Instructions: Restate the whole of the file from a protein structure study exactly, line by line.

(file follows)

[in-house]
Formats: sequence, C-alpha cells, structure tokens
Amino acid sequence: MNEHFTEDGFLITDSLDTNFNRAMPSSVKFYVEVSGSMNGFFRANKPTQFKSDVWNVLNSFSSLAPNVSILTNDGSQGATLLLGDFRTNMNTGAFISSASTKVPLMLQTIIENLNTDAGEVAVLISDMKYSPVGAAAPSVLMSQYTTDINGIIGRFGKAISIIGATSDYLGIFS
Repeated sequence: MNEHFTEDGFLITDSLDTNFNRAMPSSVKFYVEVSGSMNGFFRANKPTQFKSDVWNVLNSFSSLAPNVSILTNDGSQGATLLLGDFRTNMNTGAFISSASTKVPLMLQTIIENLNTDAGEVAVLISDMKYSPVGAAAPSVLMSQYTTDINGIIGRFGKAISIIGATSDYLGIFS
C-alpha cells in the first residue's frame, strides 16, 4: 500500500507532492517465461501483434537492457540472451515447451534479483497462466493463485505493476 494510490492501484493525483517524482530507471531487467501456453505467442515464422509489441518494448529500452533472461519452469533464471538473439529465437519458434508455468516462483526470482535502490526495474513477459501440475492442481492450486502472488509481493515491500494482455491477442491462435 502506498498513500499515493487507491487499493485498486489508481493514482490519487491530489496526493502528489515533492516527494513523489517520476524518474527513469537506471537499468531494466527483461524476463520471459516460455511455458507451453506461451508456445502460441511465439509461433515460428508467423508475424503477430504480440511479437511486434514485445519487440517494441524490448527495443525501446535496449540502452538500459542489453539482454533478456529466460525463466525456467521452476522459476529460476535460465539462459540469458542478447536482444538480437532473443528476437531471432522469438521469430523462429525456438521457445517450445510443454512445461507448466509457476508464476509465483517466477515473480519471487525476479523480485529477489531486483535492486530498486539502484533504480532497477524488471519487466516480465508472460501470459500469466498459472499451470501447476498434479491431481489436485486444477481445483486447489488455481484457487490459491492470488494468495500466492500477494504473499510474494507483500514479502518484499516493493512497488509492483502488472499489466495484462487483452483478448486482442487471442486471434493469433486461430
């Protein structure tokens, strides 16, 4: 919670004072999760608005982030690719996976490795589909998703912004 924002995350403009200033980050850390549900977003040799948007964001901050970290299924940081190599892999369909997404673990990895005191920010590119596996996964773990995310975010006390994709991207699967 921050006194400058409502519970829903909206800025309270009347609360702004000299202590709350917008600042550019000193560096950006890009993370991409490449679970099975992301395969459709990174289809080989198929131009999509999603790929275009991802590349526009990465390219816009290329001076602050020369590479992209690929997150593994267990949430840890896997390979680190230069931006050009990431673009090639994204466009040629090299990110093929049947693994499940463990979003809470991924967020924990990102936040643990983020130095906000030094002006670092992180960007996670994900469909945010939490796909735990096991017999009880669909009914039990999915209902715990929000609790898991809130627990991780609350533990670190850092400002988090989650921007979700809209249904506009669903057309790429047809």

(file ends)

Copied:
[in-house]
Formats: sequence, C-alpha cells, structure tokens
Amino acid sequence: MNEHFTEDGFLITDSLDTNFNRAMPSSVKFYVEVSGSMNGFFRANKPTQFKSDVWNVLNSFSSLAPNVSILTNDGSQGATLLLGDFRTNMNTGAFISSASTKVPLMLQTIIENLNTDAGEVAVLISDMKYSPVGAAAPSVLMSQYTTDINGIIGRFGKAISIIGATSDYLGIFS
Repeated sequence: MNEHFTEDGFLITDSLDTNFNRAMPSSVKFYVEVSGSMNGFFRANKPTQFKSDVWNVLNSFSSLAPNVSILTNDGSQGATLLLGDFRTNMNTGAFISSASTKVPLMLQTIIENLNTDAGEVAVLISDMKYSPVGAAAPSVLMSQYTTDINGIIGRFGKAISIIGATSDYLGIFS
C-alpha cells in the first residue's frame, strides 16, 4: 500500500507532492517465461501483434537492457540472451515447451534479483497462466493463485505493476 494510490492501484493525483517524482530507471531487467501456453505467442515464422509489441518494448529500452533472461519452469533464471538473439529465437519458434508455468516462483526470482535502490526495474513477459501440475492442481492450486502472488509481493515491500494482455491477442491462435 502506498498513500499515493487507491487499493485498486489508481493514482490519487491530489496526493502528489515533492516527494513523489517520476524518474527513469537506471537499468531494466527483461524476463520471459516460455511455458507451453506461451508456445502460441511465439509461433515460428508467423508475424503477430504480440511479437511486434514485445519487440517494441524490448527495443525501446535496449540502452538500459542489453539482454533478456529466460525463466525456467521452476522459476529460476535460465539462459540469458542478447536482444538480437532473443528476437531471432522469438521469430523462429525456438521457445517450445510443454512445461507448466509457476508464476509465483517466477515473480519471487525476479523480485529477489531486483535492486530498486539502484533504480532497477524488471519487466516480465508472460501470459500469466498459472499451470501447476498434479491431481489436485486444477481445483486447489488455481484457487490459491492470488494468495500466492500477494504473499510474494507483500514479502518484499516493493512497488509492483502488472499489466495484462487483452483478448486482442487471442486471434493469433486461430
């Protein structure tokens, strides 16, 4: 919670004072999760608005982030690719996976490795589909998703912004 924002995350403009200033980050850390549900977003040799948007964001901050970290299924940081190599892999369909997404673990990895005191920010590119596996996964773990995310975010006390994709991207699967 921050006194400058409502519970829903909206800025309270009347609360702004000299202590709350917008600042550019000193560096950006890009993370991409490449679970099975992301395969459709990174289809080989198929131009999509999603790929275009991802590349526009990465390219816009290329001076602050020369590479992209690929997150593994267990949430840890896997390979680190230069931006050009990431673009090639994204466009040629090299990110093929049947693994499940463990979003809470991924967020924990990102936040643990983020130095906000030094002006670092992180960007996670994900469909945010939490796909735990096991017999009880669909009914039990999915209902715990929000609790898991809130627990991780609350533990670190850092400002988090989650921007979700809209249904506009669903057309790429047809």